Friday, September 09, 2005

Government of the people, for the people

"The estate tax affects a surprisingly small number of people. In 2003, the most recent year with numbers available, just 1.25 percent of all deaths resulted in taxable estates, with most of them paying relatively little. But 505 estates, each worth more than $20 million, paid $5.2 billion, a quarter of the money raised by the estate tax - and just 17 percent of the value of the estates.
"An odd element of estate tax repeal is that while it will have great benefit for the superrich, it will hurt some of the merely rich, who may have to pay capital gains taxes when they sell inherited stocks and homes.
"Repeal will have no impact at all on the vast majority of people, but you wouldn't know that if you lived in a state with a wavering senator. There, advertising campaigns claim that small-business owners and family farms suffer from the estate tax. In fact, there are provisions in the law to ease the effect on both groups and an estate has to be large to face any tax at all. As a result of the 2001 tax act, which gradually phased out the estate tax, estates of those who die in 2005 will not be taxed on the first $1.5 million of assets, a figure that rises to $2 million next year and to $3.5 million in 2009.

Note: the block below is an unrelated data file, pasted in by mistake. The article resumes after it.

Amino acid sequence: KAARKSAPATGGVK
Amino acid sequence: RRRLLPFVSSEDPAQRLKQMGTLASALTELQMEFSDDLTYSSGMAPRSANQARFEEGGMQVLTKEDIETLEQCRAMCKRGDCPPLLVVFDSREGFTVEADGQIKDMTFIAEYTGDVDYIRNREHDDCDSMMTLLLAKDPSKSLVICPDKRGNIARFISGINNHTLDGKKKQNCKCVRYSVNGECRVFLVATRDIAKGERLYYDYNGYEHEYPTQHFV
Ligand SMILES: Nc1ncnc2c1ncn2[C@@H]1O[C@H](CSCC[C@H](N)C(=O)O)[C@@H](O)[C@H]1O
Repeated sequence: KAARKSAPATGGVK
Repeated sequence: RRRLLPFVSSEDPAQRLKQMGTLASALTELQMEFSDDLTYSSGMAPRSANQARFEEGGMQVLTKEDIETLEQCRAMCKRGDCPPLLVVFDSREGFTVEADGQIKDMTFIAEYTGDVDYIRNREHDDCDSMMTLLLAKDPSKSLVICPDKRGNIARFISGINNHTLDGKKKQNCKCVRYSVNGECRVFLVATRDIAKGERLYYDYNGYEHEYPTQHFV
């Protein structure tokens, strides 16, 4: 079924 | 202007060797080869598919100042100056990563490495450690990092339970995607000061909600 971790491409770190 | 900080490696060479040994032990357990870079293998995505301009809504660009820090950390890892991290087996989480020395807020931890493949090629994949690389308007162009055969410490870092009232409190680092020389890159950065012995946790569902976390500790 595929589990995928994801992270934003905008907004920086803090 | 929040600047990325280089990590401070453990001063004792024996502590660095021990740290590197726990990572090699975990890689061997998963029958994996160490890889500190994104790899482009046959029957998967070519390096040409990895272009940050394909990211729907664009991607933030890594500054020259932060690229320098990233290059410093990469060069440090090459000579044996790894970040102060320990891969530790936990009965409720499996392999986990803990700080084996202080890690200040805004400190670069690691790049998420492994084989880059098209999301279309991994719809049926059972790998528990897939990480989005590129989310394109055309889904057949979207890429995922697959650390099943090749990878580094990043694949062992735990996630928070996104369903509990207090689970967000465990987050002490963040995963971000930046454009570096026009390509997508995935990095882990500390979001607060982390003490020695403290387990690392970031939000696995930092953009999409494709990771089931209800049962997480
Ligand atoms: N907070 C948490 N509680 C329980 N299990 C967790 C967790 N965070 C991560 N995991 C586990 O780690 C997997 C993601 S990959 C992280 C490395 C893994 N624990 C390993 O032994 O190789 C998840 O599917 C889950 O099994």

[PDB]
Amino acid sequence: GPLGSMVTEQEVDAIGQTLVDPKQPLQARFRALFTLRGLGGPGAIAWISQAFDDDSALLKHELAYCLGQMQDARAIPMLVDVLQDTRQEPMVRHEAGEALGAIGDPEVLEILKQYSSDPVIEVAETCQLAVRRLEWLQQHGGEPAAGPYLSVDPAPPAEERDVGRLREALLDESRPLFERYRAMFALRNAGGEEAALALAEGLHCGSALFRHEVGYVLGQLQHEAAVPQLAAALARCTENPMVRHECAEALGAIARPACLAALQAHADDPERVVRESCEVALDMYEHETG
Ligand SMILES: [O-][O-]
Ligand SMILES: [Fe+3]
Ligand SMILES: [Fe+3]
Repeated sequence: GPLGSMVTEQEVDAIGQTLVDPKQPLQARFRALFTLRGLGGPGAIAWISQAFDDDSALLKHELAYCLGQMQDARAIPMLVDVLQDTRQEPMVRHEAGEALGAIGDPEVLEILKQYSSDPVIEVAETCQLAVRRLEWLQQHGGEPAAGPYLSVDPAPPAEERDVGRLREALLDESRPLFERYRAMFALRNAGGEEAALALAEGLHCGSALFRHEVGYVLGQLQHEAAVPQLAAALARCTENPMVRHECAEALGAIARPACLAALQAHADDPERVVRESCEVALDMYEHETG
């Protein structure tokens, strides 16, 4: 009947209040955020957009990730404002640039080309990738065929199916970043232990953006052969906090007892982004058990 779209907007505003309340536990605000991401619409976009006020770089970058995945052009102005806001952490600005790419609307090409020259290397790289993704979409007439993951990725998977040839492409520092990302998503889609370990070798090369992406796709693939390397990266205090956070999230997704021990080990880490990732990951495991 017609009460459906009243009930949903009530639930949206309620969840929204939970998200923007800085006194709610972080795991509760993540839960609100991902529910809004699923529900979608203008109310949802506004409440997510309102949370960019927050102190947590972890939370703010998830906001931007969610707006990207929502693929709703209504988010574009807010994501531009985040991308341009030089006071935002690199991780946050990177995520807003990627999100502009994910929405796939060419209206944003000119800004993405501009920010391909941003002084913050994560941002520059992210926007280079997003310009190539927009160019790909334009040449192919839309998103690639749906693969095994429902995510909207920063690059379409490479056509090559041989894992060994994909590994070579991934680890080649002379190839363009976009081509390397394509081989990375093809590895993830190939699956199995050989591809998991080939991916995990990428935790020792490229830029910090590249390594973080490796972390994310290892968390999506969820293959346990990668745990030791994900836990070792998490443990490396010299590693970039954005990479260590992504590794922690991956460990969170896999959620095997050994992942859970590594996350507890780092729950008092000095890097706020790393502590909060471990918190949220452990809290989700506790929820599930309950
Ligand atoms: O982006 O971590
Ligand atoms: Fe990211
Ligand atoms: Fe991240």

"Under current law, the estates of the wealthy who die in 2010 will not have to pay any tax at all. But in 2011, the estate tax will come back, a provision that was needed four years ago to make numbers add up. If Congress does not act first, one can imagine children of very wealthy people suggesting, as 2010 nears an end, that their parents consider the advantage of dying soon. Paging Dr. Kevorkian."

One dividend, literally, of the Katrina disaster may be that congressional and presidential enthusiasm for keeping the super rich rich may wane in light of the hefty bill for rebuilding the Big Easy and aiding the multitudes afflicted by the storm.

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